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Br J Gen Pract. 2006 November 1; 56(532): 885.
PMCID: PMC1927102

Chronic kidney disease

Simon de Lusignan, Senior Lecturer and part-time GP

Recently the College distributed a new set of guidelines: ‘Promoting good CKD management’.1 Raising awareness of chronic kidney disease (CKD) is a good thing as CKD often goes unrecognised in primary care.2 People with CKD are at higher risk of cardiovascular disease and all cause mortality is also increased.35 Strict control of blood pressure improves outcome,6 angiotensin-converting enzyme inhibitors (ACE-I) and angiotensin receptor blockers (ARB) are particularly effective.7

There are two points in the guidance which need careful consideration. Firstly it may be unhelpful to a glomerular filtration rate (GFR) of 100ml/min/1.73m2 as normal. Secondly, it may not be cost-effective to require the 6% of the population, who with the advent of reporting estimated GFR have been newly been diagnosed as having CKD (eGFR<60ml/min/1.73m2), to all have a parathyroid hormone (PTH) tests.

While the mean GFR in adult kidney donors up to age 40 years has been reported normally distributed with a mean of 100ml/min/1.73m2 (SD = 15)8 the population in general practice who have their creatinine measured, and therefore GFR estimated, may be unwell or being tested as part of a chronic disease management programme.

In a registered GP population of approximately 50 000 people 26% (28% women and 22% men) had their GFR estimated. The mean eGFR for was men 75.6ml/min/1.73m2 (SD = 19.0) and for women 69.2 ml/min/1.73m2 (SD = 20.2). Only males aged 20–24 years have a mean eGFR at the ‘normal’ level quoted; and a majority of women over 75 years and men over 80 years have eGFR <60ml/min/1.73m2. However, loss of renal function with age is largely attributable to hypertension; CKD should be treated with aggressive risk factor reduction regardless of age.9

Only 13 women and three men in the sample have a record of having their PTH tested. PTH tests cost between £12 and £18; and it is recommended that if PTH is raised a vitamin D blood test, costing a further £10 to £19, is carried out. Before everyone with newly diagnosed CKD (eGFR <60 ml/min/1.73m2) is sent for a PTH tests, careful appraisal is needed of the evidence-base for these tests. The potential benefit of early detection and treatment is that hyperparathyroidism is associated with low vitamin D levels,10 which, in turn, predisposes to poor bone mineral density and fractures.11 These changes may be amenable to reversal by the administration of calcium and vitamin D. However, there is limited evidence that early detection of renal osteodystrophy in people with stable moderate CKD improves outcome.12

In summary, GPs should expect that around 6% of their practice population (8.5% of women and 4% of men) to have CKD. While disturbance of bone and mineral metabolism offers an avenue for intervention in terms of improving biochemical markers, further research is needed to know whether outcomes are improved in this group. A pragmatic approach would be to measure PTH in all new diagnoses of stage 4 and 5 CKD (eGFR <30ml/min/1.73m2) and in stage 3 (30–59ml/min/1.73m2) where deteriorating renal function leads to referral. Meanwhile management of cardiovascular risk in CKD should remain paramount. GPs should concentrate on tight control of blood pressure, ideally using ACE-I or ARB and conduct medication reviews as suggested in this guidance.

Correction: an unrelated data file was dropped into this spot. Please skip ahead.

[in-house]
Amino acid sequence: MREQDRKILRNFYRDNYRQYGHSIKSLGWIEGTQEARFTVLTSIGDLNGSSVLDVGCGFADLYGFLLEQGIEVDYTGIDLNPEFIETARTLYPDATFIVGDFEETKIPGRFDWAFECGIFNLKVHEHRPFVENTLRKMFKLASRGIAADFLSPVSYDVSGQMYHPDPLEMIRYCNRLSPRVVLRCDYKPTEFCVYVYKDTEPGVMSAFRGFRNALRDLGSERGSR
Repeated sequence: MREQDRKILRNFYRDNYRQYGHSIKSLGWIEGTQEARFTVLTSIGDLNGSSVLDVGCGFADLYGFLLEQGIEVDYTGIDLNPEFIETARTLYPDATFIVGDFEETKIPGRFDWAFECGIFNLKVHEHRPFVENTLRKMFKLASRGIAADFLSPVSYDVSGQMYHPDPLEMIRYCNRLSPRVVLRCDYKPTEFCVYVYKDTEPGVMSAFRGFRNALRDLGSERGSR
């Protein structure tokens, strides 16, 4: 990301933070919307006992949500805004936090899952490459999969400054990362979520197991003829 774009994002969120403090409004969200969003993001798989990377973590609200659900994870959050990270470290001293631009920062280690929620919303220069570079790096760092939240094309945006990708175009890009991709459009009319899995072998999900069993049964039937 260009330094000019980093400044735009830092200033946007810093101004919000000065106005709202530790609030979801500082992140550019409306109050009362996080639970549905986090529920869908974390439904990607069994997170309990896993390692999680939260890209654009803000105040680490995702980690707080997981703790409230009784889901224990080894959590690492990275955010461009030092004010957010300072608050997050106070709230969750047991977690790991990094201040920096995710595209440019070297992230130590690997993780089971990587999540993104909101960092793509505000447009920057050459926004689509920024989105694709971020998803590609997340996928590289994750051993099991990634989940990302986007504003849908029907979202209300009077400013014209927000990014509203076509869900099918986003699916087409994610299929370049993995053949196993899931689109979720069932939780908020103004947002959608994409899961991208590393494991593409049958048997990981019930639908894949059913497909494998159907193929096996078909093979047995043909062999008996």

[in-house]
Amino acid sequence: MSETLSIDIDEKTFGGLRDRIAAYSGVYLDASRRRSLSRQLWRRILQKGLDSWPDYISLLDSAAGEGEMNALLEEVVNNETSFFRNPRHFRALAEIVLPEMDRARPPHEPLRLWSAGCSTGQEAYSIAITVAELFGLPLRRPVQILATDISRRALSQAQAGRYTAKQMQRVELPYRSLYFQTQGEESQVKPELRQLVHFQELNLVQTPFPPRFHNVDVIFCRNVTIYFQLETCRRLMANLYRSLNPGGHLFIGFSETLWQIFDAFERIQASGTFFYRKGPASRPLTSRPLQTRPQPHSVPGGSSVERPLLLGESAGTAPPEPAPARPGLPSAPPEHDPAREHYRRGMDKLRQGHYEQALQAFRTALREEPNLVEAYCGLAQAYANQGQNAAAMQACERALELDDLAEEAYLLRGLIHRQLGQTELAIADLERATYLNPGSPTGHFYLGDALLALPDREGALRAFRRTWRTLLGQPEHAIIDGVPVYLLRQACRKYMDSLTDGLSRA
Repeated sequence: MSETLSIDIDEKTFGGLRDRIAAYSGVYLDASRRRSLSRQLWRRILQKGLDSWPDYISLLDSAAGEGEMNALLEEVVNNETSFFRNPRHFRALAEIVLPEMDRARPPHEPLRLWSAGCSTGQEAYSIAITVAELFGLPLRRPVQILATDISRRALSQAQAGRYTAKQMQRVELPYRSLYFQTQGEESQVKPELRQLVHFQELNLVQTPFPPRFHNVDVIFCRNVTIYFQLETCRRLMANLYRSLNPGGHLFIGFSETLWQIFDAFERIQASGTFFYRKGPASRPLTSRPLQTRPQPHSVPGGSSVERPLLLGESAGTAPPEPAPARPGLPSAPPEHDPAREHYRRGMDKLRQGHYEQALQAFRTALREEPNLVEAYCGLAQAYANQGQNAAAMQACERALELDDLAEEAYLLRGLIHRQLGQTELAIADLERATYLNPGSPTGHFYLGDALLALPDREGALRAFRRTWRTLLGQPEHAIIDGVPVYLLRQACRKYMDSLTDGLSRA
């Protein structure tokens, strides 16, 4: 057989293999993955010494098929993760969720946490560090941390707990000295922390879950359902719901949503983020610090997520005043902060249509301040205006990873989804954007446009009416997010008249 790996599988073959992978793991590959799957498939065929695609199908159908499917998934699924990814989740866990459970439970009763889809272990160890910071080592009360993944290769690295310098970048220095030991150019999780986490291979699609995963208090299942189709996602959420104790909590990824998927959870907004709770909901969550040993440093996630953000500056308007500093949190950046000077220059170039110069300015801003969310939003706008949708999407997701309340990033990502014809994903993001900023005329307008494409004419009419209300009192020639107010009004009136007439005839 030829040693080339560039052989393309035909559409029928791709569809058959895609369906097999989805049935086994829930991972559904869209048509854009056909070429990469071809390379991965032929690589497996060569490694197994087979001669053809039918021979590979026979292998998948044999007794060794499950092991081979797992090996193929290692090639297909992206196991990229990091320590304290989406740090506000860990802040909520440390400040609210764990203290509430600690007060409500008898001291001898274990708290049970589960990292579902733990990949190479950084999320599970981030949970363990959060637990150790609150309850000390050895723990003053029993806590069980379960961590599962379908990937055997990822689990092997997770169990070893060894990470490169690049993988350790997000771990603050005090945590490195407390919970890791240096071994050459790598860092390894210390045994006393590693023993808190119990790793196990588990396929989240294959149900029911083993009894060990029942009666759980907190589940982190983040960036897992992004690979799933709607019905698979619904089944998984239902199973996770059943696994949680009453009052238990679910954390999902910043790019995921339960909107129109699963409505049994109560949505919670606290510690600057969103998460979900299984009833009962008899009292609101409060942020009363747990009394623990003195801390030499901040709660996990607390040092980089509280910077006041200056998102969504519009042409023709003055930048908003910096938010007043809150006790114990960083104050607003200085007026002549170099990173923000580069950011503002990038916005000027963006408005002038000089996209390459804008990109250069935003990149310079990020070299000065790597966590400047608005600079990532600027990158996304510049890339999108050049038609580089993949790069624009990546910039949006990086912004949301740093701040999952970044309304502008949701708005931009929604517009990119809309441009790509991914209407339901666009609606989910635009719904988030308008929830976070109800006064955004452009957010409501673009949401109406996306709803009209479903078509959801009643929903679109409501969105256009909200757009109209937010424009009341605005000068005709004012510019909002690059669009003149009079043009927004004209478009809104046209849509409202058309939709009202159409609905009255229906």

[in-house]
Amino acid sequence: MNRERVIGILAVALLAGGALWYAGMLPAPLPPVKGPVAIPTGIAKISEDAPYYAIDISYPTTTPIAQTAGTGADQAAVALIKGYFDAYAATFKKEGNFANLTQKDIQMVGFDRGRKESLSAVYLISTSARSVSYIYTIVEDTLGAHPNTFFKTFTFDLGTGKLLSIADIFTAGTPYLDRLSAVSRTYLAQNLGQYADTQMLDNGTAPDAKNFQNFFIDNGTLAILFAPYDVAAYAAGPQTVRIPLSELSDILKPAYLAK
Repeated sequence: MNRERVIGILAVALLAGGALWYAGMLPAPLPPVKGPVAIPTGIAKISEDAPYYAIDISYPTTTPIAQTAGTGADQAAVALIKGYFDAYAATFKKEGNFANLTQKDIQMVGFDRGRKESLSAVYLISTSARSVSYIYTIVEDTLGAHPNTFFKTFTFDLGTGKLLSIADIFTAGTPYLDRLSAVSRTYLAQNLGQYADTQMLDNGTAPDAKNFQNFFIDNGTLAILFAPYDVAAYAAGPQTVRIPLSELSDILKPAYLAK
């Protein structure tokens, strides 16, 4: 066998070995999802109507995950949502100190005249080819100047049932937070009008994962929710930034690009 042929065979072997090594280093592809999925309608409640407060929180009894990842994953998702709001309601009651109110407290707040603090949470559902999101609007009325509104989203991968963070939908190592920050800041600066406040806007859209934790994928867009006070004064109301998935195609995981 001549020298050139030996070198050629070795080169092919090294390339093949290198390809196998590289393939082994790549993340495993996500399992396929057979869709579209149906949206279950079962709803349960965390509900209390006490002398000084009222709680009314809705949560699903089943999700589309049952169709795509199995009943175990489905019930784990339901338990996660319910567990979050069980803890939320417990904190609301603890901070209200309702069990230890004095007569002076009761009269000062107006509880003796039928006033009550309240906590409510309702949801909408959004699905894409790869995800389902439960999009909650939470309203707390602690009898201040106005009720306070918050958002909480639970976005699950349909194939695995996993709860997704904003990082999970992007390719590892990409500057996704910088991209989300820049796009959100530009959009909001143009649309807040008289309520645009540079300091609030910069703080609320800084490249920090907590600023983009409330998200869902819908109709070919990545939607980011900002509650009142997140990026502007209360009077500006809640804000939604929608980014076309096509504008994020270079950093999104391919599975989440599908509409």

REFERENCES

1. Blades S, Burden R. Introducing eGFR. Promoting good CKD Management. CKD Guidelines Development Committee. http://www.renal.org/eGFR/resources/eGFRnatInfoLflt0406.pdf (accessed 18 Oct 2006)
2. De Lusignan S, Chan T, Stevens P, et al. Identifying patients with chronic kidney disease from general practice computer records. Fam Pract. 2005;22(3):234–241. [PubMed]
3. Tonelli M, Wiebe N, Culleton B, et al. Chronic kidney disease and mortality risk: a systematic review. J Am Soc Nephrol. 2006;17(7):2034–2047. [PubMed]
4. Go AS, Lo JC. Epidemiology of non-dialysis-requiring chronic kidney disease and cardiovascular disease. Curr Opin Nephrol Hypertens. 2006;15(3):296–302. [PubMed]
5. Perazella MA, Khan S. Increased mortality in chronic kidney disease: a call to action. Am J Med Sci. 2006;331(3):150–153. [PubMed]
6. Wenzel RR. Renal protection in hypertensive patients: selection of antihypertensive therapy. Drugs. 2005;65(Suppl 2):29–39. [PubMed]
7. Ravera M, Re M, Deferrari L, et al. Importance of blood pressure control in chronic kidney disease. J Am Soc Nephrol. 2006;17(4 Suppl 2):S98–103. [PubMed]
8. Grewal GS, Blake GM. Reference data for 51Cr-EDTA measurements of the glomerular filtration rate derived from live kidney donors. Nucl Med Commun. 2005;26(1):61–65. [PubMed]
9. Lindeman RD, Tobin JD, Shock NW. Hypertension and the kidney. Nephron. 1987;47(Suppl 1):62–67. [PubMed]
10. Gonzalez EA, Sachdeva A, Oliver DA, Martin KJ. Vitamin D insufficiency and deficiency in chronic kidney disease. A single center observational study. Am J Nephrol. 2004;24(5):503–510. [PubMed]
11. LeBoff MS, Kohlmeier L, Hurwitz S, et al. Occult vitamin D deficiency in postmenopausal US women with acute hip fracture. JAMA. 1999;281(16):1505–1511. [PubMed]
12. The Renal Association. Chronic kidney disease in adults. UK Guidelines for identification, management and referral. Joint Specialty Committee on Renal Medicine of the Royal College of Physicians of London and the Renal Association 2006: p67. http://www.renal.org/CKDguide/full/CKDprintedfullguide.pdf (accessed 18 Oct 2006)

Articles from The British Journal of General Practice are provided here courtesy of Royal College of General Practitioners